The House of Illustration’s exhibition, ‘100 Figures: The Unseen Art of Quentin Blake’ shows us the technical skill and practice behind one of the UK’s most famous illustrators.
Best known for his delightfully effortless illustrations for author Roald Dahl’s children’s books, Quentin Blake has always been an accomplished artist. In this exhibition, the House of Illustration takes visitors for the first time ever through the unseen life drawings Quentin Blake created over 50 years. Never intended to be finished artworks, the expressive, sketch-like quality of many of Blake’s pieces in this exhibition capture the figurative form of the human body effortlessly. His more finished oil paintings show these same effortless motions through the brushstrokes that still allow Blake’s unique style to shine through. This lack of pressure to produce a resolved work of art really struck me throughout all the pieces – they were all created for the pure joy of practicing his art! No fancy, pretentious titles, no deep and meaningful descriptions, just deeply skilled studies of the human form (with a few imaginary taxidermy birds added in here and there – only making them even greater in my opinion!)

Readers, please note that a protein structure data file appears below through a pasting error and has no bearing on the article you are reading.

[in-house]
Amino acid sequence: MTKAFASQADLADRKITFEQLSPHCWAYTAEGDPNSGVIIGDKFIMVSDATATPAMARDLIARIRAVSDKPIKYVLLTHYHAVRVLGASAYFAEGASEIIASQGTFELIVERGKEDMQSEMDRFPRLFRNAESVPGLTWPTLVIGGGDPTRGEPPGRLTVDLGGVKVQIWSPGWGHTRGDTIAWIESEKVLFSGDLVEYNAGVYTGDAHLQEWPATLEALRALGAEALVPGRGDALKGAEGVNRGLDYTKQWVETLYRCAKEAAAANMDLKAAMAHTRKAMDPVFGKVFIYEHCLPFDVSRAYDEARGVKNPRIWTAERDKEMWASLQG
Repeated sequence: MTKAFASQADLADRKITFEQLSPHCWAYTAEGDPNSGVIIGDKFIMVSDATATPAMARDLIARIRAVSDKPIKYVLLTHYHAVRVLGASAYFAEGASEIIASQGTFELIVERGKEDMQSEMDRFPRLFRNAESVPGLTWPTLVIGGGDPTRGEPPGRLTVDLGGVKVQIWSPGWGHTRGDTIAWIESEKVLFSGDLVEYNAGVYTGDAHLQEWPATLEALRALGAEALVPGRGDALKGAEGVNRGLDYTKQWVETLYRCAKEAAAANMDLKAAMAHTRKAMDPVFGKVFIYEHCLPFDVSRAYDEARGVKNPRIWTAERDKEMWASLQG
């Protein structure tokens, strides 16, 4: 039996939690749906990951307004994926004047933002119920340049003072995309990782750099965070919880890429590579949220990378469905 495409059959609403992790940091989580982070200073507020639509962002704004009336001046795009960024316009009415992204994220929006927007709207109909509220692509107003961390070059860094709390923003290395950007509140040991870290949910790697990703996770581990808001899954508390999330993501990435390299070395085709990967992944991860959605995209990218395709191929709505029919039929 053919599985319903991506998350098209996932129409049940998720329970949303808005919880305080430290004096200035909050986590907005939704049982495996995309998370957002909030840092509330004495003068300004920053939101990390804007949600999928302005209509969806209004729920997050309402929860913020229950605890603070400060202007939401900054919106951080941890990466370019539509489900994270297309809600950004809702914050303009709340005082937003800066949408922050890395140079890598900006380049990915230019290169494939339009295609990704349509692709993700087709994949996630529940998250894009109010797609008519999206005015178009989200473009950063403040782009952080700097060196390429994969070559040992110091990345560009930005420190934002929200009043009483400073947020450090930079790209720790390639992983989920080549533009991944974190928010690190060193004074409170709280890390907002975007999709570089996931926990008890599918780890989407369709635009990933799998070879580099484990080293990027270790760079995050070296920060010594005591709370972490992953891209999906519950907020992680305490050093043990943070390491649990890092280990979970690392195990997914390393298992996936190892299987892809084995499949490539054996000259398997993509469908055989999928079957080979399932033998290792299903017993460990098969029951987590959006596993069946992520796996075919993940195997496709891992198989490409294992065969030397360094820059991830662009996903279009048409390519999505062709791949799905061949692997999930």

The curation of the exhibition had no pretense either. It was a refreshingly ‘to the point’ display with very little interpretative text. It was simple, informative and completely appropriate for the artworks. The carefully selected text that was available was well placed, insightful, easy to read and, well – memorable! I will always feel obliged to read interpretative labels available in an exhibition and this gave me a wonderful excuse to completely immerse myself in the works and to simply enjoy the artwork. You could argue that art speaking for itself is illustration, after all!
I couldn’t help but feel inspired to return to life drawing classes as I explored the gallery. Especially after discovering that for Blake’s later commercial illustration work, he never had to use a reference again. He had built up a sort of ‘library’ of images in his head, purely from his hours of practice. Naturally, this put him in a great position to produce work quickly and from memory; a quality that I continuously endeavour to achieve in my own illustration work. To be able to draw what I want, when inspiration strikes really is a vital part of my sketchbook work which is often what I use as reference for finished illustrations.
So often, I hear people disparage illustration for its simplicity. This exhibition gently proves these unsubstantiated opinions mute by showing the skill and dedication behind the artistic ability to create ‘simple’ illustrations. I found the movement and subtle, edgy nature of Blake’s life drawings to be incredibly emotive and in true Quentin Blake style, delightfully fun!
Thanks to the House of Illustration for the complimentary tickets to the exhibition for my entry to the “Drawing a Day” challenge back in September. ‘100 Figures: The Unseen Art of Quentin Blake’ runs until January 27th 2019 at the House of Illustration, London.
All photographs of artworks taken at the House of Illustration’s exhibition, ‘100 Figures: The Unseen Art of Quentin Blake’